In California, studios made a major mistake in not thinking big enough initially and failing to lock in the land needed to accommodate that expansion. 

“You try and go and understand what they did well in other places and what they didn’t do,” Bernd said. “In California, they built small and they are all landlocked now.” 

Spreading the work 

Sound stages require some level of specialized construction, but even so, there has been more than enough work to go around for local contractors, according to Bernd. 

Sound stages must meet stringent acoustical standards—otherwise extraneous noise, from cars to jets, will be heard in the background. There are also some additional capabilities contractors need to work on these projects, including hefty insurance coverage for work that takes place in the upper tiers of these cavernous structures, with ceilings that can be 30 feet or higher. 

That can include both telecommunications work—installing fiber-optic cables—as well as catwalks and lighting trusses. 

However, all the electrical, plumbing and sewer hookups on the Three Ring Studios project, and a range of other construction work as well, was done by local subcontractors—from the concrete contractors who poured the foundation slabs to the subcontractors who built the structures and operated the cranes used to lift heavy materials.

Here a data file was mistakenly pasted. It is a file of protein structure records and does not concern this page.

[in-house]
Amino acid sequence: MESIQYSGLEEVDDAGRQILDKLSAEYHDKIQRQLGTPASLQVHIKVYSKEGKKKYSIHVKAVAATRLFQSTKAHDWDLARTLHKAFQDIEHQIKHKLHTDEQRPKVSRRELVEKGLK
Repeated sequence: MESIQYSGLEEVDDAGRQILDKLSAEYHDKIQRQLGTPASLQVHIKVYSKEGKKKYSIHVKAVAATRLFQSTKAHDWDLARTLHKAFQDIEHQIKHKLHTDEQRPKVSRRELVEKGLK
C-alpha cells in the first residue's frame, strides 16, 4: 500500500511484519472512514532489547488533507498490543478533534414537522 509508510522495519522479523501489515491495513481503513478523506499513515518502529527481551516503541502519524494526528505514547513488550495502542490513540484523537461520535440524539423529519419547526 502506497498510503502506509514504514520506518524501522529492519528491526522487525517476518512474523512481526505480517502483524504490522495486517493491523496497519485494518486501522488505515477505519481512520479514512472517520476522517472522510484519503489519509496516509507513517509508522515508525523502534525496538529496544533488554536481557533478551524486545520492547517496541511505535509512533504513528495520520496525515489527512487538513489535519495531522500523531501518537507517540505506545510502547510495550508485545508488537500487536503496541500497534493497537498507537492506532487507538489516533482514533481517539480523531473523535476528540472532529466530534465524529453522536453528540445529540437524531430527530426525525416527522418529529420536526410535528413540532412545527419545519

A local contractor, Pattillo Construction, oversaw the project as the general contractor, while Charter Communications handled the fiber-optic work in the rafters, Bernd said. 

The studio construction generated several hundred construction jobs with anywhere from 20 to 100 workers onsite at any one time, he said. 

And that’s not counting a surge in hotel construction aimed at servicing TV and movie productions that book sound stages at Three Ring Studios. 

“All our campsites are full—we have contractors coming from four to five states,” Bernd said. 

There are four hotels under construction in the area, and another four in the works. “The number of room nights needed for productions is quite astonishing,” he said. 

Other cities jump in  

Contractors in many other cities, however, are also putting their skills to work—and helping meet payroll—amid the big increase in sound stage projects across the country. 

More than 375 miles away, in Upstate New York, not one but two major sound stage projects are underway. 

Hollywood producer Matt Fleckenstein, a native of the Buffalo area, is pushing ahead with plans to kick off construction this spring on a $75 million sound stage on a 27-acre site across from a Tesla plant in the old industrial city, according to Buffalo Business First

Great Point Media has unveiled plans for a $50 million sound stage complex on an abandoned factory lot on Niagara Street in Buffalo. 

Contractors in Missoula, Montana, may soon get a chance to jump on the sound stage construction boom as well, with a media company exploring plans for a $20 million sound stage complex near the city’s airport. 

Meanwhile, Louisiana—New Orleans in particular—has established itself as a significant player in the sound stage sector, with 700,000 square feet of space. That’s right up there with another unexpected name, Ontario, Canada, which now has 800,000 square feet of studio space, according to CBRE.    

“If you had told me 20-some years ago that the next big ‘space race’ in the commercial real estate scene would be centered around sound stages, I would have thought you were crazy,” Jeff Pion, a vice chairman at CBRE, wrote in a report on the sound stage boom.